Joep Beving
Joep Beving

Joep Beving

About Joep Beving

Joep Beving (his first name is pronounced "yoop") is a Dutch pianist and composer based in Amsterdam who considers his work simple music for complex emotions. Given the sparse, emotionally vulnerable nature of his music, his physically imposing appearance — he's 6'10" with extremely long hair and a beard — stands in sharp contrast to his languid, haunting creations. Beving's compositions are sparse, simple, and usually quite minimally adorned. He claims to take a pop approach to composition and performance, resulting in categorizations of his oeuvre as neo-classical, or classical crossover. His 2018 album Conatus was a collection of completely re-imagined (rather than remixed) previously published pieces performed by Suzanne Ciani, Thomas Bloch, and Andrea Belfi, among others. Beving has also written and produced a substantial body of music for TV, cinema, and commercials.

Beving formed his first band at 14 and cut his concert debut at his hometown's (Doetinchem) jazz festival. When he left school, he was torn between a life in music and a career in government. When a wrist injury forced him to relinquish his piano studies at the Conservatoire and focus on earning an economics degree, it seemed that music's loss would be the civil service's gain. But he could not get music out of his head or his heart. He reached a compromise between his two conflicting paths. While he started his professional life as a copywriter in advertising, his desire to continue playing music led him to the Amsterdam-based MassiveMusic in 2003, where he was head of business development and strategy and composed music for client brands. In his spare time, he played keyboards with successful Dutch nu-jazz outfit the Scallymatic Orchestra and the "electrosoulhopjazz collective" Moody Allen; he also dabbled in the production of electronica with solo project I Are Giant.

During a trip to Cannes for the Lions Festival in 2008 — the Oscars of the advertising world — he played one of his compositions at the grand piano in his hotel, and people started to cry. Beving stated in an interview that "It was the first time I had seen the emotional effect my music could have on an audience." He returned to the acoustic piano in total. Encouraged by the response he received at Cannes, he organized a dinner party for close friends at his home in Amsterdam. In 2009 he played them his music on a piano left to him by his late grandmother: "It was the first time my friends had heard me play music they thought should travel outside my living room. It was the push to pursue the dream of doing a solo album with just my instrument." Beving wrote more songs and recorded them in single takes over the course of three months in his kitchen, playing in the still of night while his girlfriend and daughters slept. Turned down by the only label he approached, he decided to press the album on his own. He started his own record label (Sonderling B.V.) and released 1,500 vinyl copies of his debut classical album, Solipsism, in 2015, comprised entirely of these home-recorded works. His release party was held in the studio of Amsterdam fashion designer Hans Ubbink, where he performed it in its entirety for the first time. The initial pressing quickly sold out, mainly to friends and, after uploading them to Spotify, whose New York team added "The Light She Brings," to a popular "Peaceful Piano" playlist. After users began saving the track, they placed another on the list, then another, until they posted the entire album on its own. Solipsism became a viral phenomenon and gained some 60 million streams, while his artist account was followed by a million users. As a result of his enormous online success, Beving was invited to perform on a prime-time Dutch television show. The following day his album knocked One Direction off the top of the charts. He was pursued by several concert promoters offering shows, including a prestigious solo recital at Amsterdam's Concertgebouw. His album found its way to Berlin when another friend played it in her local bar, "at 2am with everyone smoking and drinking Moscow Mules." By chance, one of the night owls in attendance was Deutsche Grammophon executive Christian Badzura. After making online contact, they met when Beving performed at Berlin's Christophori Piano Salon. The evening ended with the pianist signing with the classical label. Beving's debut for his new label was the 2017 album Prehension. A natural successor to Solipsism, it carries forward the musical and philosophical themes Beving identified in his music: "I am reacting to the absolute grotesqueness of the things that are happening around us, in which you feel so insignificant and powerless that you alienate yourself from reality and the people around you because it is so impossible to grasp. I just write what I think is beautiful, leaving out a lot of notes, telling a story through my instrument, trying to unite us with something simple, honest and beautiful." While composing works for a third album, Beving was approached by Badzura about releasing a remix album as a stopgap. After some discussion, the pair agreed that remixing wasn't really the right approach — reworking or reinterpreting his compositions would prove a better concept. Conatus, released in September of 2018, was comprised of reworked pieces by a spectrum of artists including Ciani, Belfi, and Bloch, as well as CFCF, Cello Octet Amsterdam, Colin Benders, and Tom Trago. It also included "Prelude," a new composition to be featured on 2018's Conatus.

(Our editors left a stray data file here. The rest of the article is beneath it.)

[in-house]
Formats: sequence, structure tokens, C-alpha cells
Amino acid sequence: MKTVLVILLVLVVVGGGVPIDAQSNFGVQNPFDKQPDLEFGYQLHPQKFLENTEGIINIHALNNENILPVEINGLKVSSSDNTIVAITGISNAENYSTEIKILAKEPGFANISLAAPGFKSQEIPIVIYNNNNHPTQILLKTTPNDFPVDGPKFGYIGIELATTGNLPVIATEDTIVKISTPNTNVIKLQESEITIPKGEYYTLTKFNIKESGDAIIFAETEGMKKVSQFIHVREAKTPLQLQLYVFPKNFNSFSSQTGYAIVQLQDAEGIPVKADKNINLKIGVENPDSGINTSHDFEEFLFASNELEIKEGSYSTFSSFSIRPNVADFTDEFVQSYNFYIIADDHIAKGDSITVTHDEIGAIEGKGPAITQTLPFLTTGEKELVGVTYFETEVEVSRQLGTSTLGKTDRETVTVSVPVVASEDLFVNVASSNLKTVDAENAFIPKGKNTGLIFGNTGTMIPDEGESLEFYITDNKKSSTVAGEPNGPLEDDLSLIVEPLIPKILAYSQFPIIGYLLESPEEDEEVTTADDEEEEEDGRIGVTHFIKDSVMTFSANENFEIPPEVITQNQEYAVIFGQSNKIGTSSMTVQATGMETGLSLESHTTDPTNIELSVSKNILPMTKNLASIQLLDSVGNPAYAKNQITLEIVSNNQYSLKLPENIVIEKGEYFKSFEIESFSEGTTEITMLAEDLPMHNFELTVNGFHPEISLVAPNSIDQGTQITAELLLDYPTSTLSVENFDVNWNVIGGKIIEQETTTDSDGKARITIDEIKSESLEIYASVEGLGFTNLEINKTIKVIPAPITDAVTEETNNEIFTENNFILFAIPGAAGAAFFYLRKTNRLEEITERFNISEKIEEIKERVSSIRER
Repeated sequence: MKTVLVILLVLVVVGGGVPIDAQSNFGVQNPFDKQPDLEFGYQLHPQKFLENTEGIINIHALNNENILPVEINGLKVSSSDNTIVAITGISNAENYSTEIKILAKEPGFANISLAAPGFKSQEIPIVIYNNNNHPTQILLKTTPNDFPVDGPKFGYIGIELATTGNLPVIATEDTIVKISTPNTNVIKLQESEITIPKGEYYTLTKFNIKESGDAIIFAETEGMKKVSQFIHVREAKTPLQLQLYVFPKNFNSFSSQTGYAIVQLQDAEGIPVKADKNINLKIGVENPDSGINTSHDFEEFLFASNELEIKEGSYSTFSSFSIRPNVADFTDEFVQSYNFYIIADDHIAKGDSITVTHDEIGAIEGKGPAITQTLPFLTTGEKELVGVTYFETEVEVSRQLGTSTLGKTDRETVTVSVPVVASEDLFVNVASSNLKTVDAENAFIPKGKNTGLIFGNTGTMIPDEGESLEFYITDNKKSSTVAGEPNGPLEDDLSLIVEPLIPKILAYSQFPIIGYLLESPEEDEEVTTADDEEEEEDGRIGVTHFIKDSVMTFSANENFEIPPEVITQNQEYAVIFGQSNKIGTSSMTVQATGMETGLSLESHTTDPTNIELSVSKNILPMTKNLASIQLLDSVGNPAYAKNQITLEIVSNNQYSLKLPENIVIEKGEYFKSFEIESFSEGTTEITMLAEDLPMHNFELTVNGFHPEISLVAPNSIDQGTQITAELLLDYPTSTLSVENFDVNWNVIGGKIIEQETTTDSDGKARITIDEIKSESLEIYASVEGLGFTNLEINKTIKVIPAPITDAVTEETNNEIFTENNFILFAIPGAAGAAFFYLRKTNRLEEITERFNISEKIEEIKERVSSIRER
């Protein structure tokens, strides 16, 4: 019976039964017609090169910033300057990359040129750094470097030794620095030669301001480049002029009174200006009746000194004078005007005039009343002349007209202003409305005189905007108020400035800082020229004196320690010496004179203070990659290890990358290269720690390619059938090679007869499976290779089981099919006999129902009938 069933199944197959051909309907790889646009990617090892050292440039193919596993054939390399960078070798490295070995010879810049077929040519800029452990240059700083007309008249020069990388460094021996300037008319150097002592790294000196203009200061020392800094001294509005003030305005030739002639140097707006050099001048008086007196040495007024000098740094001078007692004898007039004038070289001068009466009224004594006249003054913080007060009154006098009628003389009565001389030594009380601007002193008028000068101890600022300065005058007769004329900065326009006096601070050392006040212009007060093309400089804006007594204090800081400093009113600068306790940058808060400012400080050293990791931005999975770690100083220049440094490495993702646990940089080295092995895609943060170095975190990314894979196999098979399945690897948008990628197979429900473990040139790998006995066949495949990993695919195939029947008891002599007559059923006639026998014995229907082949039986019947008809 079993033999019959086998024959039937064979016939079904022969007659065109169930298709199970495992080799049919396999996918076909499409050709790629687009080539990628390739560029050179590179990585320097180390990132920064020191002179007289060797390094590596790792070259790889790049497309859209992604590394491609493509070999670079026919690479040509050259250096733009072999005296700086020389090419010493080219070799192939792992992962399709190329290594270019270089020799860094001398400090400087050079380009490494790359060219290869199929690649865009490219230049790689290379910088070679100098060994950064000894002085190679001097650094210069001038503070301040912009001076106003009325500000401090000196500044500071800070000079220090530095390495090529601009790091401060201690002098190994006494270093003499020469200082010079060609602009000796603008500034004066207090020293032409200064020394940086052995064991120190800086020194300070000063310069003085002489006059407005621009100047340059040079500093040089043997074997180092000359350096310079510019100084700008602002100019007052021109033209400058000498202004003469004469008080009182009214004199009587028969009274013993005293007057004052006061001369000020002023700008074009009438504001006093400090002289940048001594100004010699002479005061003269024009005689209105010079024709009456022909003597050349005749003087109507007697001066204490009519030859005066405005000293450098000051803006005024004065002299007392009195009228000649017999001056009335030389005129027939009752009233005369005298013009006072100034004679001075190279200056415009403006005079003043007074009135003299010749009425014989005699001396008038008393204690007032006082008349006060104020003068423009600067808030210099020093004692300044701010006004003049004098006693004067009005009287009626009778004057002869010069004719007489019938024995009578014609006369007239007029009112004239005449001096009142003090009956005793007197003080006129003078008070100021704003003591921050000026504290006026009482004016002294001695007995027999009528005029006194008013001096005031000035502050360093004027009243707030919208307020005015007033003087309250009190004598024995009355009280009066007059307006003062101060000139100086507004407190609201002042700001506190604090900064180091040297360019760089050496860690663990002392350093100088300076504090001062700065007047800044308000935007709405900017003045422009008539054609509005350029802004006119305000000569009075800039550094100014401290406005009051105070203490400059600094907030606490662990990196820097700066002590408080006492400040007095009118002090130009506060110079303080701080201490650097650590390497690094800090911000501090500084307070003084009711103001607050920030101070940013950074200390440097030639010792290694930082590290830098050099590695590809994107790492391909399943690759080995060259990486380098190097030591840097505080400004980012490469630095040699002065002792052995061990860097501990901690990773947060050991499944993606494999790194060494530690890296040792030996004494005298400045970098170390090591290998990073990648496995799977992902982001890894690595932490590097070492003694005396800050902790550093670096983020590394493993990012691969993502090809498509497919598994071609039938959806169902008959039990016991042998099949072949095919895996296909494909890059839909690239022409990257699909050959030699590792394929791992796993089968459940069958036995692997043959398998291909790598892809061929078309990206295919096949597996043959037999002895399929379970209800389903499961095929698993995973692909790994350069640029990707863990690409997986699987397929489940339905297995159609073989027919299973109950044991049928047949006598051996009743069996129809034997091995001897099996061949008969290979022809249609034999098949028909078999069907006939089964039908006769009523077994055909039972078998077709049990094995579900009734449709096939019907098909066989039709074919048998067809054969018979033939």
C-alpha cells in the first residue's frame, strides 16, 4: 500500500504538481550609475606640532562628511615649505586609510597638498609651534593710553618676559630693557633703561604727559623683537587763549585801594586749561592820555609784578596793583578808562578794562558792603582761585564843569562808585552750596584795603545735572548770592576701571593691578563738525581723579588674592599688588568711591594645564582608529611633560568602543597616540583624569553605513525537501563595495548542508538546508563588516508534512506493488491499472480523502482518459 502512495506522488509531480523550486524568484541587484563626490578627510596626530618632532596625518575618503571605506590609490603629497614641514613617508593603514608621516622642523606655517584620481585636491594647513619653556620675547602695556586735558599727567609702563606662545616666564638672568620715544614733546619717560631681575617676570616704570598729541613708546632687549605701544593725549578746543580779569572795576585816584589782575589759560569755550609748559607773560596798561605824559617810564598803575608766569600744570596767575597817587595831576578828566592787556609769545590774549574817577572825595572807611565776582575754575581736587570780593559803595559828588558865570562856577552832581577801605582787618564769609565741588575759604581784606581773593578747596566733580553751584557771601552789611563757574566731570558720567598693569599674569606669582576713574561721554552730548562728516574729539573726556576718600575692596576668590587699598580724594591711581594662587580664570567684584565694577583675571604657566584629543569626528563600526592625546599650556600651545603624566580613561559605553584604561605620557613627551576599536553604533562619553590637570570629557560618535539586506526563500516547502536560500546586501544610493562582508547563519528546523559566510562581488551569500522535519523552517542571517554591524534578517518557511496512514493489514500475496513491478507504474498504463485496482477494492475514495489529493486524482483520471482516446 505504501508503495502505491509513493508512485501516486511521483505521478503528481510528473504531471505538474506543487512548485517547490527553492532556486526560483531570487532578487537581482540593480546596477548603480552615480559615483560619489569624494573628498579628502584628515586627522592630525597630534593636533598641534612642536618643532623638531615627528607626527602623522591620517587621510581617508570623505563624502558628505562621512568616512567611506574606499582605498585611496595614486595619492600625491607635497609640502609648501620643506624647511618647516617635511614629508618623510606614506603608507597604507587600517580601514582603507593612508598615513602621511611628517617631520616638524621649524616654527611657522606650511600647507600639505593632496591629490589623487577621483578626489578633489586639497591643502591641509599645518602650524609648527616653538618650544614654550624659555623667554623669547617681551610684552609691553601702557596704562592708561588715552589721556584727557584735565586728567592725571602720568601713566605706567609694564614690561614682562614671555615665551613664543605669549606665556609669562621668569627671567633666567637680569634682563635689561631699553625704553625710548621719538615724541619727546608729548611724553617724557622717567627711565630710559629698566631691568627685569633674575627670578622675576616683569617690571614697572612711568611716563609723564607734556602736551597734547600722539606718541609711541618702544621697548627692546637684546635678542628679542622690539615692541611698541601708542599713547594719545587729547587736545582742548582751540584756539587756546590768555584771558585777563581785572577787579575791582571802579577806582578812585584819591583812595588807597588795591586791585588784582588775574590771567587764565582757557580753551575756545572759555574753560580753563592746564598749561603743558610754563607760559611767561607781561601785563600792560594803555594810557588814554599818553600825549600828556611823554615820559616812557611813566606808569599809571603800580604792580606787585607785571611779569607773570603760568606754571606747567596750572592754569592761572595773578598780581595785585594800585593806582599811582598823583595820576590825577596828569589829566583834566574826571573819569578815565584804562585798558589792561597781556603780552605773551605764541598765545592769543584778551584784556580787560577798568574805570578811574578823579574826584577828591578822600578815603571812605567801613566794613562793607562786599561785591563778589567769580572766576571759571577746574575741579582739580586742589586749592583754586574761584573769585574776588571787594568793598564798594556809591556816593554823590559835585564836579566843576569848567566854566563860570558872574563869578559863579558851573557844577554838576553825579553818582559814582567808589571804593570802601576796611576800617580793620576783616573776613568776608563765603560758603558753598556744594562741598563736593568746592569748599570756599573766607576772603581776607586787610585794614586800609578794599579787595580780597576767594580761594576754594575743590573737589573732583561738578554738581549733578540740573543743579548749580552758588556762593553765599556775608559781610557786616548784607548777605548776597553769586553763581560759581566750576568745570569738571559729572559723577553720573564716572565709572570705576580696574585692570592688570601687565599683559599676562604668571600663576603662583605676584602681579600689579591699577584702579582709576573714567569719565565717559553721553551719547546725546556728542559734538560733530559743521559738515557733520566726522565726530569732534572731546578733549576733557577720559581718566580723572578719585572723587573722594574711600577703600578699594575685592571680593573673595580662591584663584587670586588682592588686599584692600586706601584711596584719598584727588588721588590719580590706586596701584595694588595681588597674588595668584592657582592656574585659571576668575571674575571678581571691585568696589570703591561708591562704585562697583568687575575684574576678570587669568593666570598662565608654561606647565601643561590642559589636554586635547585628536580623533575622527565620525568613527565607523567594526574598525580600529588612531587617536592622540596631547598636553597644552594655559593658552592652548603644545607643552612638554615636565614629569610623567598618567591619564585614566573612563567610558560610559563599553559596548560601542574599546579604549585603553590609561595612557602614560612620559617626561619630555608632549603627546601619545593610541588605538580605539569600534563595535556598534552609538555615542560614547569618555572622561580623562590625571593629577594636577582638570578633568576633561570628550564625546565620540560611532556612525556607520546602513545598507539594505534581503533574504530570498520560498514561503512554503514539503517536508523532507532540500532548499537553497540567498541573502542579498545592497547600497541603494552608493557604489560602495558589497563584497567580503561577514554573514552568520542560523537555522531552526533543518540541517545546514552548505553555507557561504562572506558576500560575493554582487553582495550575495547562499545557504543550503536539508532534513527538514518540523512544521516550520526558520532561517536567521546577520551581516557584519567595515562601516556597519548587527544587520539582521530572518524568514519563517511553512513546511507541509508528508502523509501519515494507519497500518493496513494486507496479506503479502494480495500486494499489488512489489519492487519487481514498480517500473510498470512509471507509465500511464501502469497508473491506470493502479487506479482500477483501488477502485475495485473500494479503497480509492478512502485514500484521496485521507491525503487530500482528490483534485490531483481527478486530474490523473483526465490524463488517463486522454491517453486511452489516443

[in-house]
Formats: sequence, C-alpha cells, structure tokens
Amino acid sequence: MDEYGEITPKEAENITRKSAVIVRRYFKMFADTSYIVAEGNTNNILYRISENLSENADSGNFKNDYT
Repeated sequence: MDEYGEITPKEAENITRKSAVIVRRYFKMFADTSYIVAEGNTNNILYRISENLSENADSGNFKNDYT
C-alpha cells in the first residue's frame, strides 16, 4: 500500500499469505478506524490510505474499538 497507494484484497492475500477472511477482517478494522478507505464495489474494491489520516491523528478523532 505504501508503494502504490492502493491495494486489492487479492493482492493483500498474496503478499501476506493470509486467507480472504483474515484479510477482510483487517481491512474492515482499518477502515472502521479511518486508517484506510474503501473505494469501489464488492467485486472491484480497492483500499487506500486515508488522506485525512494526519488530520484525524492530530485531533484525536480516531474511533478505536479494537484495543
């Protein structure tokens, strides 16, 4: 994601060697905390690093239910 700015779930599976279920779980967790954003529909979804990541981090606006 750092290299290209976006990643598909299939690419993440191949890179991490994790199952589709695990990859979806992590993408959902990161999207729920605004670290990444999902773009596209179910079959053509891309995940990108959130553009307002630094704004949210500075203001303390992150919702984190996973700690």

• HOMETOWN
    Doetinchem, Gelderland, Netherlan
  • BORN
    January 9, 1976